That is, postmaster is local, whereas
postmaster@remote may not be.)
When sendmail matches the recipient to one of the
names on the left of the aliases file, it replaces that
recipient name with the text to the right of the
For example, the recipient
postmaster becomes the recipient
After a name is substituted, the new name is then looked up,
and the process is repeated until
no more matches are found.
MAILER-DAEMON is first changed
is looked up again and changed to
there is no entry for
root in the aliases file,
the mail message is delivered into root's mailbox.
Every aliases file must have an alias for
that will expand to the name of a real user.
Mail about mail
problems is always sent to
postmaster both by mail-related
programs and by users who are having trouble sending mail.
 The name
postmasteris required by RFC822 and RFC1648, so resist the temptation to redefine it as
When mail is
bounced (returned because it could not be delivered),
it is always sent from
That alias is needed because users may reply to bounced mail.
Without it, replies to bounced mail would themselves bounce.
The five types of lines in an aliases file areas are as follows:
oldlist: :include: /usr/local/oldguys
You have already seen the first (it was the form used to convert
root). In the above example, mail sent
John_Adams is delivered to the user whose
login name is
xpres: line shows how one name can
be expanded into a list of many names. Each of those new names
becomes a new name for further alias processing.
If a name can't be further expanded, a copy of the mail
message is delivered to it.
oldlist: line shows how a mailing list can be read
from a file. The expression
:include: tells sendmail to read a specific file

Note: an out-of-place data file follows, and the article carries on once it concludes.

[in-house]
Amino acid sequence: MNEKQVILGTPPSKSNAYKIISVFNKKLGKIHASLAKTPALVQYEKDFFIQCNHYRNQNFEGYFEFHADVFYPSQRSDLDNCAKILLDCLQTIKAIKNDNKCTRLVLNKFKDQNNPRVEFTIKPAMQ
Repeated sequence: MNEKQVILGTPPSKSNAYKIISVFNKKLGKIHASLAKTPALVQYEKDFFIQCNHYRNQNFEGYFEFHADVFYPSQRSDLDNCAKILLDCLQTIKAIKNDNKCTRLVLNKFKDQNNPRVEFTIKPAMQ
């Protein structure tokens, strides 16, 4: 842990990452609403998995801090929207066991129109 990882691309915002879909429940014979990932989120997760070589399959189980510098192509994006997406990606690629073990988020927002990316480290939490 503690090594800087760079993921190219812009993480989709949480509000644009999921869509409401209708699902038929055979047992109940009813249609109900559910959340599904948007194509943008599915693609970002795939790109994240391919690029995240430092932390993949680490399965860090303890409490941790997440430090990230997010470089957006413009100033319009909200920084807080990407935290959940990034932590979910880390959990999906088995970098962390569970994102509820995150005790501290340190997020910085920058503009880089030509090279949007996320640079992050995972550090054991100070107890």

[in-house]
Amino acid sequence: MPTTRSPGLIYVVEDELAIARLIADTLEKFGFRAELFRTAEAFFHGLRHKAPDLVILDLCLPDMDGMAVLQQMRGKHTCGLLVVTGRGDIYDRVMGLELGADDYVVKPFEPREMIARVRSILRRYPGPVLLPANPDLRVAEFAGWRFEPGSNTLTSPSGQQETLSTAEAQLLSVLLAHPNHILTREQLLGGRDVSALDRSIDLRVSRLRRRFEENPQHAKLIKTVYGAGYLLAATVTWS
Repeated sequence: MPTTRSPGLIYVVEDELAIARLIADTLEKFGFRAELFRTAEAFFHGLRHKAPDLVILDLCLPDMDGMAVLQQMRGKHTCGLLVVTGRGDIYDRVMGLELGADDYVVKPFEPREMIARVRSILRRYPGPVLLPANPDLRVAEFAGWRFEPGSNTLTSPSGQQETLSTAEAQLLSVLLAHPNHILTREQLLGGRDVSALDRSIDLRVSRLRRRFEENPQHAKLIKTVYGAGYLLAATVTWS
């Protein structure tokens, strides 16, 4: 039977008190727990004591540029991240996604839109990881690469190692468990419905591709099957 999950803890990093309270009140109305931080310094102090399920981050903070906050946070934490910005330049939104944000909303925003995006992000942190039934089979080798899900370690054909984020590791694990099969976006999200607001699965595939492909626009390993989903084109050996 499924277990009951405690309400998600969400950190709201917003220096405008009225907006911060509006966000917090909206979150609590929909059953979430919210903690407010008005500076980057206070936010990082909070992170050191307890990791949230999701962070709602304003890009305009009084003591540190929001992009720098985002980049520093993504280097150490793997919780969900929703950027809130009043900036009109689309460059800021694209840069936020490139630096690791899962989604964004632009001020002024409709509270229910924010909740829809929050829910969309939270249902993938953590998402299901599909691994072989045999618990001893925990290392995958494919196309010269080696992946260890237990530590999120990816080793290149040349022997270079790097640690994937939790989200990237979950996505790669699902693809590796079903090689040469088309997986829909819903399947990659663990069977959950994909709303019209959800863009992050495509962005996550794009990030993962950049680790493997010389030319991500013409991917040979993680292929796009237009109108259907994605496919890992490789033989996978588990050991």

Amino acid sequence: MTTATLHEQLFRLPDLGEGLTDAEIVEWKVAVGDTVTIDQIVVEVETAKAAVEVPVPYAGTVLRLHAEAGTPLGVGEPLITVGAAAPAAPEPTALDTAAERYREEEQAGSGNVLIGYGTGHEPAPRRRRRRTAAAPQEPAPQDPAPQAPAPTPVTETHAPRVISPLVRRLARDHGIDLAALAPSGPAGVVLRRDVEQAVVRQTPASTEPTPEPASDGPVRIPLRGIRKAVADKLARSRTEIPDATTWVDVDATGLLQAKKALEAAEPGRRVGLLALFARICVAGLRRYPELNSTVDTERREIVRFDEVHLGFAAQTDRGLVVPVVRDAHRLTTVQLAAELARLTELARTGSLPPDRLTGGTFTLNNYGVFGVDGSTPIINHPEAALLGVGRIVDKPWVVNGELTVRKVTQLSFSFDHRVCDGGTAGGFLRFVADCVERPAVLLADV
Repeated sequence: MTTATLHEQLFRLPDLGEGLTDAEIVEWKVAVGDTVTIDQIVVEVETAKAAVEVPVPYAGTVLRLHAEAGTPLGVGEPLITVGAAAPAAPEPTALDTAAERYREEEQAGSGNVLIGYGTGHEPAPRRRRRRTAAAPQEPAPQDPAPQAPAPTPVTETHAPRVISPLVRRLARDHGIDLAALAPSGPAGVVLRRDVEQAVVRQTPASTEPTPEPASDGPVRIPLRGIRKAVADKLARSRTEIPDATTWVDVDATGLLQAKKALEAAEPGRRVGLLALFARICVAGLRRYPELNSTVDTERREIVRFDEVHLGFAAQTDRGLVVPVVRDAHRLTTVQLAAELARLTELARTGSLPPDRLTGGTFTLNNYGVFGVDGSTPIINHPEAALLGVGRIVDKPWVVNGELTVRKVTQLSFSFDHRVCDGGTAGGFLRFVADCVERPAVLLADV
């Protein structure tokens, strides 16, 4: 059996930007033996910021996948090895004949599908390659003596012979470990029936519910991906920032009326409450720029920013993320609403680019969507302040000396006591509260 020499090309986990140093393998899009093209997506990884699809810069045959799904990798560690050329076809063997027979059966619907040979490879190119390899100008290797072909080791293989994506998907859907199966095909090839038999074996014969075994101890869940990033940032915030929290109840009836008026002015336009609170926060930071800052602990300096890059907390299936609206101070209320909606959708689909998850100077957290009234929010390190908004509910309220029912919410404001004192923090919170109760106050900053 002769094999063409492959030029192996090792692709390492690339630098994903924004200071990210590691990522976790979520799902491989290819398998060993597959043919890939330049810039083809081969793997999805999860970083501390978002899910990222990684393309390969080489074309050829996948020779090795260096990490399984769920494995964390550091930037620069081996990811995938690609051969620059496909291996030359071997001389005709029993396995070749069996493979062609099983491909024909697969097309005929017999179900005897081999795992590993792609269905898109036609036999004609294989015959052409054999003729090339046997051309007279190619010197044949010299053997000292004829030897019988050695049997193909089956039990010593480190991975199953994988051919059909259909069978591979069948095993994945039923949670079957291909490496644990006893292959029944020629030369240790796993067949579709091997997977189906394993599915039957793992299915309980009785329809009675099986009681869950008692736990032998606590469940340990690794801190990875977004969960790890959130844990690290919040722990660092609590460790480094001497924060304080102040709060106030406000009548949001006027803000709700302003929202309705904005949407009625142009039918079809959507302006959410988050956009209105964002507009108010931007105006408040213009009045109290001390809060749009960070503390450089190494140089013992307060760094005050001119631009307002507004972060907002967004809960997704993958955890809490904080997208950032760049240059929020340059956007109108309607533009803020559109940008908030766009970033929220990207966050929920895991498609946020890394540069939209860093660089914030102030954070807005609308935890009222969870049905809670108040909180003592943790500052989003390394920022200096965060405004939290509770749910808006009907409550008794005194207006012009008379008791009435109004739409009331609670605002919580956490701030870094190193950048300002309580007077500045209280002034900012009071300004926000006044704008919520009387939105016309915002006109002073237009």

and to use the names in that file as the list of recipients.
nobody: line shows how a name can be aliased
to a file.
The mail message is appended to the file.
The /dev/null file listed here is a special one. That
file is an empty hole into which the mail message simply vanishes.
ftphelp: line shows how a name can be replaced by
the name of a program. The
| character causes
sendmail to pipe the mail message through the program whose
full pathname follows (in this case, we specified the full pathname as
The aliases file can become very complex. It can be used to solve many special mail problems. The aliases file is covered in greater detail in Chapter 24, Aliases.
A mail message can be temporarily undeliverable for a wide variety of reasons, such as when a remote machine is down or has a temporary disk problem. To ensure that such messages are eventually delivered, sendmail stores them in its queue directory until they can be delivered successfully.
The location of that directory must be a full pathname. Its exact
location varies from vendor to vendor, but you
can always find it by looking for the
QueueDirectory option in your
If you have permission, take a look at the queue directory. It may be empty if there is no mail waiting to be sent. If it is not empty, it will contain files like these:
dfQAA07038 dfMAA08000 qfQAA07038 qfMAA08000
When a mail message is queued, it is split into two parts,
each part being saved in a separate file. The header information
is saved in a file whose name begins with the characters
The body of the mail message is saved in a file whose name begins
with the characters
The example above shows two queued mail messages. One
is identified by the unique string
QAA07038 and the other
The internals of the queue files and the processing of those files are covered in Chapter 23, The Queue.